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GMB calls for firms to come clean on blacklisting

The GMB union has called for construction firms to come clean on the “disgraceful and immoral” blacklisting of workers, following revelations that the information watchdog left up to 90 per cent of potential evidence untouched during its investigation.

The GMB told CN that it hopes to start work over the next week to track down its members among more than 3,000 people listed by the Information Commissioner’s Office as potentially having been blacklisted by contractors.

Meanwhile, UCATT told CN it was was in “ongoing discussions” with the ICO to establish which of its members might be on the blacklist.

Construction firms could reportedly face legal bills of hundreds of millions of pounds under claims brought by workers for loss of earnings after allegedly being blacklisted. At the very least, compensation would top £16m if the 3,213 people recorded by the ICO as being affected receive their minimum compensation of £5,000 each.

The ICO revealed to a Parliamentary committee on Wednesday that it had only removed 5-10 per cent of files from the Consulting Association when it raided the firm for evidence in 2009. Thousands of workers were blacklisted for real or supposed union or political activities by the Consulting Association which was used by many top industry firms.

The Consulting Association was closed in 2009 and its owner Ian Kerr fined £5,000 for data protection offences. Mr Kerr went on trial in 2009 and CN revealed the extent of invoices charged to major contractors by the firm.

An ICO spokesman rejected claims that up to 60,000 workers may have been blacklisted by the Consulting Association, but conceded that the watchdog may be unable to contact all people on its current list due to the inaccuracy of some data held.

A spokesman for the GMB criticised the “rather weak and depressing excuses” given by the ICO on why it was unable to contact people on the blacklist, but said its work to identify GMB members was “another small step in the right direction”.

The watchdog was previously only prepared to issue information to people on the blacklist if they contacted the ICO directly to establish whether their information was held, but says its new approach to contact those involved is unprecedented. CN reported in July that the GMB Union was planning to take legal action to force the disclosure to those affected of names of blacklisted construction workers.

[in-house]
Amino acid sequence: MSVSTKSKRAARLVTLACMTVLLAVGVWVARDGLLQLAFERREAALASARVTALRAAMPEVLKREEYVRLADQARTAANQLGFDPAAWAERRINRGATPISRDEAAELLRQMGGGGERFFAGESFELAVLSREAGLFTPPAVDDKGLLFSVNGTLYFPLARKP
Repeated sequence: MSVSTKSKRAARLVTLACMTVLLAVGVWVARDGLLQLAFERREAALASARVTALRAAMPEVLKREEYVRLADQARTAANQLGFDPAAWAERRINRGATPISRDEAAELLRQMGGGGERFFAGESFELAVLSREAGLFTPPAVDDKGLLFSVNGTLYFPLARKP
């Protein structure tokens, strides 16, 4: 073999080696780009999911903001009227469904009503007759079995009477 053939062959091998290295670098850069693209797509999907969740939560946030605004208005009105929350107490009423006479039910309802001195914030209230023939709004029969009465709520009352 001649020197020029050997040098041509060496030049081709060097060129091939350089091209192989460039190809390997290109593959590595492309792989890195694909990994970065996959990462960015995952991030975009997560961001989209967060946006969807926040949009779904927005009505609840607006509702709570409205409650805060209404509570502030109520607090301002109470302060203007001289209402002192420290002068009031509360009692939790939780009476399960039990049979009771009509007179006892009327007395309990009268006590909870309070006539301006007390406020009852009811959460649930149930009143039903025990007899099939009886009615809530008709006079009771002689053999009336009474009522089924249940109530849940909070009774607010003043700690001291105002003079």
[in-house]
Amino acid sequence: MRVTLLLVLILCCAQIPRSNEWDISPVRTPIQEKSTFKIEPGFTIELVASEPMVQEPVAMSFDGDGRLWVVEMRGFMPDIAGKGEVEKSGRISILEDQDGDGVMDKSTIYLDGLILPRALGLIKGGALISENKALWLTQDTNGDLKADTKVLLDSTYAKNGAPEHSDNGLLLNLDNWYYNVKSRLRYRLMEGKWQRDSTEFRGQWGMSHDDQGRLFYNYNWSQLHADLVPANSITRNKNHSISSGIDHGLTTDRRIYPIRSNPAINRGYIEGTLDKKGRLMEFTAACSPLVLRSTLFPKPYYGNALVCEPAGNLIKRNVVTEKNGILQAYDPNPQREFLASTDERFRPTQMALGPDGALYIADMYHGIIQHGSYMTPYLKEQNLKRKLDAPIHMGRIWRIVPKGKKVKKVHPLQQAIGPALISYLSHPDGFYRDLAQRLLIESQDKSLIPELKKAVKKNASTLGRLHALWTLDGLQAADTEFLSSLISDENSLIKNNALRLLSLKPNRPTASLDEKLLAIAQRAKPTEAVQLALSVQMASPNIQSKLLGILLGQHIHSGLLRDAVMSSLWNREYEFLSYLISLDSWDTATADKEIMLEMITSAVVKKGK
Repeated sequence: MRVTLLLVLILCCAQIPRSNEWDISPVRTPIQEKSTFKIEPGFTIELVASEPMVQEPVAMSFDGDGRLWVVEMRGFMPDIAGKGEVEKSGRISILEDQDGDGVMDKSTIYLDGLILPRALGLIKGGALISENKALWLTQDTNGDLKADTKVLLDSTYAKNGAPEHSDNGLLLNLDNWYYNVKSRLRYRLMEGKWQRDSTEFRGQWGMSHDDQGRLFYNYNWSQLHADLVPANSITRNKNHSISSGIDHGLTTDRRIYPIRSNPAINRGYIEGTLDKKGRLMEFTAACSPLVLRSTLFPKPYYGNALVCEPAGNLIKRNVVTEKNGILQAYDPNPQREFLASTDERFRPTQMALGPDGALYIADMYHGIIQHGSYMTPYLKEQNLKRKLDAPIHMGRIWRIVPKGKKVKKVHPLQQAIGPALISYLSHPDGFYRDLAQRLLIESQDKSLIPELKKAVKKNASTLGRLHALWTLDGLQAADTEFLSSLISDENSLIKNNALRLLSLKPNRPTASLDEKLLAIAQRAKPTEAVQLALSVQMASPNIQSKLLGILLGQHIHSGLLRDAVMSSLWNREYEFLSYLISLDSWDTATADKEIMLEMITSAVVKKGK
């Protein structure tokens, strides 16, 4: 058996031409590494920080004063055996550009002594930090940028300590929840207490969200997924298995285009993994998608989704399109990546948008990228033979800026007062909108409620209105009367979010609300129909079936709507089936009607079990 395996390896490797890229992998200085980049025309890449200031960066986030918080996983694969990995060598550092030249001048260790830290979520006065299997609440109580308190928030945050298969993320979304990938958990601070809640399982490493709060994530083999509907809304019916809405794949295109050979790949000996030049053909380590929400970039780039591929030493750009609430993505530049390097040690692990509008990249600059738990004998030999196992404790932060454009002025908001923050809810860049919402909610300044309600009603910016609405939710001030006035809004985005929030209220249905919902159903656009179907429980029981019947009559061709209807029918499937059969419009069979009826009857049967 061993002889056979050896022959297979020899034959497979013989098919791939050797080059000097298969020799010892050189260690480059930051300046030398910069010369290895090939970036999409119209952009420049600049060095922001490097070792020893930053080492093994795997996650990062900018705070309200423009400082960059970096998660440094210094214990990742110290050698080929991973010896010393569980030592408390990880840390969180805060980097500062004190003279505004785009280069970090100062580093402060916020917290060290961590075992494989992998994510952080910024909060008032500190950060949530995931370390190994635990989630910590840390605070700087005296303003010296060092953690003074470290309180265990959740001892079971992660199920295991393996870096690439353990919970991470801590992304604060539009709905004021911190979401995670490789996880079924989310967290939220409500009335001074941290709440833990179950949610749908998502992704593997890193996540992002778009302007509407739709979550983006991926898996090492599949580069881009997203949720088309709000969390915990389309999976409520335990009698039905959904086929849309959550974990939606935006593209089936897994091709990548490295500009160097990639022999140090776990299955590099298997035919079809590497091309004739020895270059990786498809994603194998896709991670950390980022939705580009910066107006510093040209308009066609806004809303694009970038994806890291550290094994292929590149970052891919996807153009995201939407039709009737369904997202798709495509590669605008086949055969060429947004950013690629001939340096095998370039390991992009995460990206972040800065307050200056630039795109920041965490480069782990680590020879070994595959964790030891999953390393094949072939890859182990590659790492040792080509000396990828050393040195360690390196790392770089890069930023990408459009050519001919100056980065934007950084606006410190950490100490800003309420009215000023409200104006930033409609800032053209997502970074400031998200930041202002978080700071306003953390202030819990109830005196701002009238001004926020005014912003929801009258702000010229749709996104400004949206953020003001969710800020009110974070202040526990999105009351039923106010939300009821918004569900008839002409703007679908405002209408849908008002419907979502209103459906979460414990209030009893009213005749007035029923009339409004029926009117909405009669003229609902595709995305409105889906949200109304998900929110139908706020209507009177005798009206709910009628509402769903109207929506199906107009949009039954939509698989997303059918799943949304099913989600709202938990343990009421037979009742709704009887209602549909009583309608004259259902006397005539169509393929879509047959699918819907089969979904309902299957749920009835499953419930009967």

The ICO met with the GMB on 12 September and is working with the union’s lawyers to help identify which members may be on the list, while UCATT is involved in a similar process.

UCATT’s General Secretary Steve Murphy told CN: “In terms of the ICO contacting blacklisted workers this is a welcome development. Previously the ICO would not countenance such actions.”

The ICO defended its 2009 investigation into blacklisting information held by the Consulting Association, saying that its seizure of documents was limited to the warrant it had been granted.

The spokesman said the ICO has seen “no evidence of the existence of any other employment blacklists, whether during the investigation into the Consulting Association or since”.

A BIS spokesperson said: “The government takes blacklisting very seriously and changed the law in response to the findings of  the investigation by the UK Information Commissioner. Regulations were introduced in March 2010 that make it unlawful for trade union members to be denied employment through blacklists.

“Under employment law, individuals cannot be refused employment or the services of an employment agency because of their trade union membership. They are also protected against detriment and dismissal on the same grounds. ”

Read - February 2012:

CN analysis on files revealing for the first time the extent of the information being kept, the lengths to which the organisation would go to collect information, and the way the blacklisting operation worked


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